What trees for visual screen?


My wife and I recently purchased our first house sitting on 5 wooded acres in SW Missouri. We have a good thick stand of timber throughout our property that is primarily mature oak/hickory with typical understory cover for our area (buckbrush, some sassafras, green briar, poison ivy, etc.). We love our little piece of land, but we are worried that our neighbor is eventually going to sell out his 35 acres to a developer who has put in a neighborhood down the road. Fortunately, to the west of the property there is a powerline and pipeline easement that will prevent development from taking place, and the east side of our property is very densely wooded. The south side of the property is a little thinner than I would prefer and it will make our backyard semi visible if development eventually takes place. While we already have a decent visual screen, I would like to enhance it in some of the thinner areas to block out the imminent urban sprawl. Three sides of our property are fenced and do a good job defining our property line. This winter I plan on clearing out some of the smaller trees and understory brush along the fence line to make room for planting visual screen so that I can get a head start on our natural privacy fence. I prefer to utilize natives because of their wildlife benefits and lower maintenance once they become established. Im planning on ordering from MDC next month and I would like to hear any suggestions on any plants that you all have experience with that will help to develope a good thick visual screen. I realize evergreens provide the best year round screening, but I want diversity- not just one thick line of white pines. I already plan on ordering eastern red cedars, white pines, short leaf pine (MO's only native pine- not the best visual screen, but I enjoy them), sumac, and ninebark. I'd love to hear any other suggestions that you may have for trees and shrubs that can handle partial shade.
Hazelnut grows well in partial shade and makes a decent screen. If you get some plants started you can layer the shoots and help the bushes to spread. It is however, not fast growing and establishing.

Witch Hazel makes a pretty good screen too, especially if you train it to be bushy. It does well in partial shade and establishes faster than hazelnut.
Red oaks grow fairly fast and in partial shade areas. They keep their leaves until the spring.
Go heavy on the red cedars and offset them with gray dogwood. Gray dogwood is a fantastic screening shrub for a deciduous plant. The pines will do a great job to start, but before long they will cast a lot of shade and eat up your screen. Id go light on them or plan on taking some out when that day comes.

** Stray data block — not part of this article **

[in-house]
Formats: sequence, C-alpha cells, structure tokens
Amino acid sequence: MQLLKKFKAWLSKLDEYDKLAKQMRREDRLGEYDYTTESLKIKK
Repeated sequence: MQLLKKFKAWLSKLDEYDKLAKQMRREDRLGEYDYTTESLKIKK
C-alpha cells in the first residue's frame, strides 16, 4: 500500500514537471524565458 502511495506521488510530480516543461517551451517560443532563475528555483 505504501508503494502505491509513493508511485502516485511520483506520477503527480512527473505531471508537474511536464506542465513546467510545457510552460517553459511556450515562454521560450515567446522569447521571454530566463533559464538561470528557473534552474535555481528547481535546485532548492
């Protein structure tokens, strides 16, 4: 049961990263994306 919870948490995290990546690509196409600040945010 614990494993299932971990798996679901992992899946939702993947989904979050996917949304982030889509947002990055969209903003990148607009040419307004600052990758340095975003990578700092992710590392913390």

Thanks for the suggestions! I'll which hazel and dogwood will be added to the list. Love to hear any additional suggestions as well.
I live in SW Missouri, about 5 miles SE of Pleasant Hope and 15 miles North of Springfield. If you live nearby I could look at your property and give a recommendation. My concern along the power line is spraying. Drift from spray will kill evergreens like Pine and Cedar. Wild plum is thicket forming and creates a screen because of stem count, and it grows in the shade, but won't form a thicket in the shade.
I like the suggestions of Dogwood (I like to use all the varieties of dogwood) and wild plum. But I also like to add speckled alder into my habitat screening projects. It is bullet proof; the deer will browse and rub, and it seems to come back with a vengeance. It grows well with spruce, pine, oak and the other mentioned dogwood and plum. Tolerates shade and is a great edge plant. In my experience, I can get the Speckled Alder established quicker, because it matures quickly to provide seeds with plenty of new volunteers that transplant easily.
I am going to plant a 10 yard wide buffer that is a mix of DCO, columnar white oaks, sawtooth, and maybe some other shrubby stuff......I plant to let the sawtooth get 5-8 years old then cut them off to make multiple shoots. The columnar oaks will be a long tern fix, but the DCO and sawtooth should help with under 6' height blockade.
Sequin might work it can become a large bush, holds it leaves well I have been told, and have read its an understory plant.